[Video of Gingrich debate highlights at the bottom of this page.]
After stumbling out of the gate in his run for the GOP presidential nomination, former Speaker of the House Newt Gingrich’s campaign coffers are rising in direct proportion to his poll numbers.
“The campaign is becoming really fun,” said Gingrich, who announced his candidacy for the White House on May 11, only to have a half-dozen key and senior campaign staffers resign within six weeks.
Not content with the publicity from their walkout, former staffers hurt their former boss with gossip about his spending, and the role of his wife in the campaign.
The former speaker hurt himself with an awkwardly public misunderstanding with Rep. Paul Ryan (R.-Minn.), the chairman of the House Budget Committee. Gingrich started it when he criticized Ryan’s tactical decision to propose reforms to Medicare. The ensuing back-and-forth became a distraction and sapped the campaign’s energy.
Now, Gingrich said, the atmosphere is positive and the campaign has traction.
“I can’t make it through the airport without a dozen people pledging their support and clicking a quick photo,” he said.
The former speaker said he is connecting with voters because the American people need a leader to take the country in a new direction.
“The country is in a lot of trouble. I am going to keep doing what I am doing. Talking about big solutions and how we can beat Obama next fall,” he said.
In his political column for financial news site Street.com, Joe Deaux wrote that Gingrich’s debate performances have been key to his campaign’s new life.
“Gingrich proved again that he understands the legislative process more fully than any of the other candidates, and he used his weighty House experience to rise above petty eruptions that characterized the event,” Deaux wrote in his article titled, “Newt Gingrich Upgraded to Buy From Hold.”
Erick Erickson, the leader of the RedState.com blog, said Gingrich was the winner of the Oct. 17 GOP Debate in Las Vegas.
“He gave the most solid answers throughout the night with only one stumble—when he admitted his prior support for an individual mandate,” he said.
Erickson, who hosts a weeknight talk show on Atlanta’s WSB-Radio, said he is not convinced Gingrich had turned the corner, but he is doing much better.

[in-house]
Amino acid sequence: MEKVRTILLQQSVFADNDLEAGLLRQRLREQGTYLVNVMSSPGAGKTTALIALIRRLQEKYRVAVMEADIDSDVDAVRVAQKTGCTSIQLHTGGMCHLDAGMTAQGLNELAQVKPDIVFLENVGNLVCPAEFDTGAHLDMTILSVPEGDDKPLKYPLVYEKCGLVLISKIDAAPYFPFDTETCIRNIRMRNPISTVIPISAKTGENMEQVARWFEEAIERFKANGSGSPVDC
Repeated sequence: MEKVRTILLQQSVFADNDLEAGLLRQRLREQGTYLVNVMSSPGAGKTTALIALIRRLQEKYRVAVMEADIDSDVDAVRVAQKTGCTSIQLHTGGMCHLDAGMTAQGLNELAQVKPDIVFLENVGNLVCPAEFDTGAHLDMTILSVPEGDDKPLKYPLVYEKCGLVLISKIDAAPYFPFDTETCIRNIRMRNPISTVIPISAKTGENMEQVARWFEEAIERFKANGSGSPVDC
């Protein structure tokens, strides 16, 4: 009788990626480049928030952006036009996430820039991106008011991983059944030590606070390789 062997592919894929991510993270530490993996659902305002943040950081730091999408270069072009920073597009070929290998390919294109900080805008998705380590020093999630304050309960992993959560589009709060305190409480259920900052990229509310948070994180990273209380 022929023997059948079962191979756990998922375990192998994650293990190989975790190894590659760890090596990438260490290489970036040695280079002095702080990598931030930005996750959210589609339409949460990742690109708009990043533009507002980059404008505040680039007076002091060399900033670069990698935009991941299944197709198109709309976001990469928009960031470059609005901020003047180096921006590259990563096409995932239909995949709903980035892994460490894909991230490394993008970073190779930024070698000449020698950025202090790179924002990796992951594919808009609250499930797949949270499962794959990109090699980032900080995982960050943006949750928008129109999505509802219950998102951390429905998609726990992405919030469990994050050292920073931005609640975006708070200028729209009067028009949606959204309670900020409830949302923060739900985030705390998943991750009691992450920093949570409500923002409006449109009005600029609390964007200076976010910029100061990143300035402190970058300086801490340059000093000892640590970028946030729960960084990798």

“I think it is too soon to tell, he said. “He is going up in the polling to be sure.”
“To find a path to victory, he is going to have to exploit Herman Cain’s fumbles and translate debate gains into fund-raising,” Erickson said.
R.C. Hammond, the campaign’s press secretary, said when he looks at every indicator, it is clear to him that Gingrich will have the momentum through the fall to be the alternative to the front-runner.
Fund-raising has been strong enough to support an expansion of the playing field, he said. “The campaign has raised more money since the Western Republican debate than it did the entire month of July.”
“Over $175,000 since Tuesday, average contribution of $84, with three out of four donations from new donors. The campaign is currently on pace to raise more in October than it did over the entire FEC [Federal Election Commission] third quarter,” Hammond said.
“The average contribution during the FEC third quarter was $76—and 50% of contributions in the third quarter came from new donors,” he said.
The increased cash flow to the campaign is making it possible for Gingrich to expand the states in play, and hire new key staff, Hammond said.
The strategy is to concentrate on the first three states, New Hampshire, South Carolina and Iowa, and then have people and structure in place to leverage success into more success, he said.
“In New Hampshire, the campaign has hired Andrew Hemingway as its first paid staffer, to work with volunteer Team 10 Leader Michelle McManus, a 912 project organizer from Bow, N.H.,” he said.
“Hemingway was the most immediate chairman of the NH Liberty Caucus, which helped elect 100 new conservative legislators to the New Hampshire State House,” Hammond said.
“In South Carolina, the campaign has deployed its National Coalitions Director Adam Waldeck to organize the state,” he said.
“Adam is working with volunteer Allen Olson,” he said, “who was the founder and most recent chairman of the Columbia Tea Party.”
“The campaign will soon announce its Iowa team and open a Des Moines office,” he said.
Hammond said he is seeing the resurgence in the size and enthusiasm of the crowds.
“Newt has spoken to overflow crowds at town halls in Phoenix on Wednesday and in Dallas today. He will campaign in Iowa over the weekend and on Monday, and New Hampshire the middle of next week, then to South Carolina on the 28th,” he said.
Hammond said people outside the campaign did not understand what happened inside the campaign during its rocky first six weeks.
“When the staffers quit there was a panic for maybe 10 minutes,” he said. “Then, Newt talked to us and we were fine.”
The former speaker told the remaining staff that it would take the whole summer to work through the tough launch, but if they stuck to his plan they would be ready in the fall to challenge the front-runners.
The press secretary, who has been with the campaign from the start, said Gingrich was liberated after the staffers quit. “It was like he no longer had to argue with his own staff about what he wanted to do with his campaign.”
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